BALTIMORE, AUG. 18 -- The Baltimore Orioles paid homage to one of their pitching legends tonight, then hoped to watch the groundwork for another continue to be laid.
For five innings, Ben McDonald did his part, but the Oakland Athletics finally solved the precocious rookie and the Orioles provided little support in a 3-1 defeat before a season-best crowd of 49,417 in sold-out Memorial Stadium.
McDonald's first major league loss, ending his remarkable string of five victories in his first five starts, probably was an undeserved one. He struggled for most of the night to control his curveball but carried a 1-0 lead into the sixth inning nevertheless. An evening that began with a ceremony honoring new Hall-of-Famer Jim Palmer looked as if it might conclude with McDonald stealing the spotlight.
But he surrendered the tying run on an Oakland rally in the sixth that began with an infield hit, and Rickey Henderson picked on a hanging curve in the seventh for a two-run home run -- the first homer McDonald has allowed this year.
Next inning, the Orioles lost reliever Mark Williamson with a broken finger.
Henderson's 22nd homer came as he tried to produce a fly ball with Walt Weiss, who had doubled to lead off the inning, at third base. "I was just trying to get the run in," he said. "I got a bonus out of it."
Henderson was making his first start in left field since straining a hamstring against the Orioles in Oakland 11 days ago that caused him to miss McDonald's victory over the A's the next day. He's making up for lost time quickly, with three hits and three RBI in two games here, plus his 50th stolen base of the season tonight -- giving him 10 years of 50 or more steals, two fewer than record-holder Lou Brock.
"It was a bad pitch to Rickey, up in his eyes," said McDonald, who yielded a homer to George Brett this summer that was nullified by a rainout. "He's one of the toughest hitters to face because he's so patient up there and he hurts you so many ways. . . . It was tough for me. I didn't have my best stuff, but I battled."
McDonald (5-1) left after the seventh, having allowed seven hits and three runs -- equaling the most he has yielded in any of his six starts. The Orioles provided meek backing in dropping their fourth straight game and ninth in 12.
A's starter Curt Young, in just his second appearance in three weeks, limited Baltimore to four hits and one run -- on Bob Melvin's second-inning home run -- in 5 2/3 innings. Gene Nelson (3-2) and Dennis Eckersley followed with flawless relief, Eckersley working the ninth for his 38th save in 39 opportunities.
Baltimore, which has scored five runs in its last 41 innings and hit .179 over its past five games, fell to 56-62 but kept seven games behind the Boston Red Sox in the American League East. The AL West-leading A's won for the eighth time in nine games and 13th in 16 to improve to a season-high 34 games over .500, at 77-43.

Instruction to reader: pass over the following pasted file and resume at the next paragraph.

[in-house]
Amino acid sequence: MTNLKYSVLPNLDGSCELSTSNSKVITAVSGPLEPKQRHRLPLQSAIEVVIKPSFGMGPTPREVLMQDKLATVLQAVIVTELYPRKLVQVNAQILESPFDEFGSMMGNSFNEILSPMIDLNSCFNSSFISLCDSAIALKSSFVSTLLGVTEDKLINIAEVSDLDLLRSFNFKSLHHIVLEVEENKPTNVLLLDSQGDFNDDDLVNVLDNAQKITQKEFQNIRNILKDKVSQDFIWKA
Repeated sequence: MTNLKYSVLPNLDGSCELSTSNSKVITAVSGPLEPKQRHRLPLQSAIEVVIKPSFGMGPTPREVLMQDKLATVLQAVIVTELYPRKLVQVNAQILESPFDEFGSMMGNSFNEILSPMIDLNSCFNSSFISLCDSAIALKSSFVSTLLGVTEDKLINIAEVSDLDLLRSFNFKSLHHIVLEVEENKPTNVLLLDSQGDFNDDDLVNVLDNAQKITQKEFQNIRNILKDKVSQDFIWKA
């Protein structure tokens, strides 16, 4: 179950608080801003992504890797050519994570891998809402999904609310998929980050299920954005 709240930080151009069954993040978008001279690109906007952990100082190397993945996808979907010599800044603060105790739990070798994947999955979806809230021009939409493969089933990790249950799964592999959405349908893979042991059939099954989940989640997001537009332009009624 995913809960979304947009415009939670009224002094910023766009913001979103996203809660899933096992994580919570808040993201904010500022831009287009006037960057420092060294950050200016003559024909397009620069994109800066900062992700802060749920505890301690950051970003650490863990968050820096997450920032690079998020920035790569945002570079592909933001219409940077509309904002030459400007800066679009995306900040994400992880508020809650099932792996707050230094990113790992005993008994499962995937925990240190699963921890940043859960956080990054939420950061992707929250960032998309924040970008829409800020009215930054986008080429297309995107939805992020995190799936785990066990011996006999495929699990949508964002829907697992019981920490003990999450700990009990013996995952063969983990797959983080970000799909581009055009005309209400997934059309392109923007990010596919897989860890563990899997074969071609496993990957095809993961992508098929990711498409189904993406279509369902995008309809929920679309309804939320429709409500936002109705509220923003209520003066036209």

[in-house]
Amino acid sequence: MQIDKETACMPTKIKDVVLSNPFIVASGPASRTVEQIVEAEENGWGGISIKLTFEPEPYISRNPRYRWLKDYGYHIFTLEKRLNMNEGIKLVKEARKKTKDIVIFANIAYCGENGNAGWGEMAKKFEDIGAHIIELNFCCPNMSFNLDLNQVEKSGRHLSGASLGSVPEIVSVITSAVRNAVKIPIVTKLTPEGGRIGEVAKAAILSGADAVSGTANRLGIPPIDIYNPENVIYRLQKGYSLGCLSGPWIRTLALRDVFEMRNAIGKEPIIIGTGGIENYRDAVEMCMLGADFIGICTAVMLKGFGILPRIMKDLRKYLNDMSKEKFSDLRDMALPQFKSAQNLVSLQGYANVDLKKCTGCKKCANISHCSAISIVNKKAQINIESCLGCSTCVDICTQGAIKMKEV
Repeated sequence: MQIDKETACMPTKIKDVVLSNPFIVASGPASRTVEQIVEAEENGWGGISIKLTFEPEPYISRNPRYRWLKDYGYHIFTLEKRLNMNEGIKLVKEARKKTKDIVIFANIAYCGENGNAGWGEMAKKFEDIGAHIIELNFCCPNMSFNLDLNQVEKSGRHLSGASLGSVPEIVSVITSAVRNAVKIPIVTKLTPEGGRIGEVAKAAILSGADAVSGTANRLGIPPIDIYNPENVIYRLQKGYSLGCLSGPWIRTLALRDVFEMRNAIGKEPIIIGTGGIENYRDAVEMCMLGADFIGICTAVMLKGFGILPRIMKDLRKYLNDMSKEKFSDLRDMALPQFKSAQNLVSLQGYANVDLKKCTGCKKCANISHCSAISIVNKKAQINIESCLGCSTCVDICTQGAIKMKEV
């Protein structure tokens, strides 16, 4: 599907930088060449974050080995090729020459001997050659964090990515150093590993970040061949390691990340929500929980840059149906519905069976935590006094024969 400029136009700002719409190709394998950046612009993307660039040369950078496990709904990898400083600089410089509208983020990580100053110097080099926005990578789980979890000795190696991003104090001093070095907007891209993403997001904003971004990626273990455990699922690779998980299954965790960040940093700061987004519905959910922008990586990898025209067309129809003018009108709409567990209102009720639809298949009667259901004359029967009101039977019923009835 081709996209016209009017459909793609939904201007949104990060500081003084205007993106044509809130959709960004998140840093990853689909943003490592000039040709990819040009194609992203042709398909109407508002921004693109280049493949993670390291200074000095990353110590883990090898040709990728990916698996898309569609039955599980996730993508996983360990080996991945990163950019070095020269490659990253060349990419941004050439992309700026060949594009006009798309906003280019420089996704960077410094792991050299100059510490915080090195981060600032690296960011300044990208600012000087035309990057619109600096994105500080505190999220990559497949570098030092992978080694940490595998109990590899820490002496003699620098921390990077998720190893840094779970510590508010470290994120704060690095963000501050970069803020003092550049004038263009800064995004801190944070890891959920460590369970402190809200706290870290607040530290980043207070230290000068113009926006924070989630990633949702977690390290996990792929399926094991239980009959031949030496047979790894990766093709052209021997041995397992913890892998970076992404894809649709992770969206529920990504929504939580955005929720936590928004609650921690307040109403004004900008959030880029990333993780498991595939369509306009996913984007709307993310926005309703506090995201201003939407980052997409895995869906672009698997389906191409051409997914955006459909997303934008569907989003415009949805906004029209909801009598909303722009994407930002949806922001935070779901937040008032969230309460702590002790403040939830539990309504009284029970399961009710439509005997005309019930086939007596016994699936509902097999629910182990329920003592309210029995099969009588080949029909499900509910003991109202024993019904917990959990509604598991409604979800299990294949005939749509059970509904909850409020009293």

Even in defeat, McDonald drew much praise.
"To beat this team 1-0, you'd almost have to pitch a perfect ballgame," Orioles Manager Frank Robinson said. "There was not a darn thing wrong with the way he pitched tonight."
Said Oakland Manager Tony La Russa: "I don't really feel like we beat Ben McDonald."
It was a frustrating day for the Orioles on all fronts. Their top winner, Dave Johnson, went on this disabled list this afternoon and Williamson left in the eighth inning clutching the ring finger on his right hand, injured when he lost his balance on the mound. X-rays revealed a fracture, and the Orioles recalled Jose Bautista from Class AAA Rochester; Williamson is expected to miss three to four weeks.
Robinson gave his club a pregame speech that wavered between admonishment for the Orioles' recent doldrums and encouragement for the season's final 6 1/2 weeks. "It was more or less a reminder of what we still can accomplish," he said.
Then McDonald resumed his attempt to show the way to success. And for a time it appeared his magical run wouldn't be halted.
The Orioles grabbed a 1-0 lead in the second on Melvin's fourth homer. The catcher entered tonight batting .133 at home, but he clubbed a high fastball from Young into the left field bleachers just inside the foul pole.
Young escaped a fourth-inning jam created by third baseman Carney Lansford's error by getting Melvin to ground for the third out. He wriggled free of another predicament in the fifth, when Chris Hoiles led off with a single and was sacrificed to second only to be stranded.
Meanwhile McDonald was plugging along. His fastball had its usual pop, but he lacked after the third inning the command of his curve that marked his 8 2/3-inning, four-hit effort at Seattle his last start. He threw one change-up all night.
He faced a two-on, two-out situation in the second but retired Weiss on a weak fly to left. The A's had Henderson on third and Lansford at first with one out in the third, but McDonald struck out Dave Henderson on an overpowering fastball at the knees and got Mark McGwire on a popout.
Oakland tied at 1 in the sixth with a run that illuminated how badly the Orioles miss second baseman Bill Ripken, on the DL with a stress fracture in a foot. Dave Henderson led off with a grounder up the middle that Tim Hulett grabbed but couldn't turn into an out. It was a difficult play, but the kind defensive whiz Ripken makes.
McGwire's single sent Henderson to third, and he scored on Jose Canseco's forceout grounder. Then Rickey Henderson went to work.
"It's frustrating, but what can you do?" Robinson asked. "You can't will hitters to hit, and you can't will pitchers to pitch."